‘Thank you for your question, I would love to explore that, but perhaps I can follow up with you afterwards’,

That’s a great opportunity to delay, and then you can go find the information, but of course, you must follow up if you promise to do so. There also might be a reason why you don’t want to answer that question in front of everybody, in which case I would say something like:

‘You know, that’s a great question, and we probably don’t have time to go into all of the detail of that today, but perhaps I can pick up with you afterwards, and we can have a one-to-one conversation.’

That way you can follow up in an individual conversation, which may be easier to answer the question.

Key Strategy 2: give a first view. People feel like they have to give a very polished or precise answer to the question. You don’t have to do this in fact. In fact, you could just give your first view on that particular question. And what I mean by this, is using phrases like:

‘My first thoughts on this topic are…’ , or

‘To start with, I would say it could be (this), but I can come back and confirm that with you.’

You are giving an initial view or opinion without committing yourself, and if you want to, once you’ve reflected on the question, you could always follow up afterwards with the person.

Key Strategy 3: clarify, when you don’t understand the question. Now, this is potentially the most tricky area, because I know for many of my clients, they worry if they will understand the question that’s being asked and that might be for a variety of different reasons. It’s unusual that it would be the actual words or phrases that people use, but it could be that somebody expresses themselves in a certain way which is unusual, or perhaps they ask a very long question. Or even they end up asking two or three questions in one go, which can be a bit confusing.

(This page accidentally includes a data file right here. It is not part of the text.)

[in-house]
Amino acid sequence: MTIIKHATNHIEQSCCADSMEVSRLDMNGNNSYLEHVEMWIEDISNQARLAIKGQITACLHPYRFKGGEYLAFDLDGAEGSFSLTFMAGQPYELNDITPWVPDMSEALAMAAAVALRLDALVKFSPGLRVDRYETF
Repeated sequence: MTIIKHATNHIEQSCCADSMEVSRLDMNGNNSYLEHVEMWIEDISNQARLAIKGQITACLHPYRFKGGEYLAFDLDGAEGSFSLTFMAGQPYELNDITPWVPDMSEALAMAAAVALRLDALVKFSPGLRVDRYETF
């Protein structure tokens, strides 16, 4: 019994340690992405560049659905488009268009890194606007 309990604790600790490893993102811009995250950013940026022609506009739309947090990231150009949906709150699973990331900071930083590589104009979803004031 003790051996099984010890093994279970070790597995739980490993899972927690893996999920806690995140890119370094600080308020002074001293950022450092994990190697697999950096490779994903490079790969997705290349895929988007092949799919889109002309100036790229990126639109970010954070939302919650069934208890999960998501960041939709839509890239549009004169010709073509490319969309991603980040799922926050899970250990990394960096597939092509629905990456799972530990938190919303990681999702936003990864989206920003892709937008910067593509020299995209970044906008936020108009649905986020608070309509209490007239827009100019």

So how do you handle this? Well, one way we can do this is by inviting the person asking that question to tell you more, for example,

‘Tell me more about what you are looking to understand…’, or

‘Tell me more about what are you specifically interested in…’,

The other good reason to invite them to do this is that sometimes a person asks a question because they have a particular point of view they want to share, so it ends up being much more of a comment they’re trying to make, then a question they want to ask you.

The other technique is clarifying through reflecting. For example, saying something like:

‘So if I understand your question correctly, what you’re looking to understand is…’, or

‘Just to make sure I’ve really understood what you’re asking me, you want to have more details on this topic?’

In summary remember to prepare yourself: think about your body language, listen, ground yourself with your breath before you start answering, and keep it simple. Then the key strategies are:

  • Key Strategy 1: avoid (or delaying) answering
  • Key Strategy 2: give a first view
  • Key Strategy 3: clarify.

Thank you so much for joining me today for today’s Wednesday Words, I really hope that you’ve enjoyed it and found it useful, and  hope you can activate some of this learning.

Please tell me, what have you found most useful today? Feel free to message me or contact me, because I always love to know what you particularly find interesting.

If you are somebody who is building up their communication skills and confidence, and you would like to learn more, then why not download my free e-book resource ‘8 Keys to Confident Communication‘.

Thank you so much, and I’ll see you next time on Wednesday Words.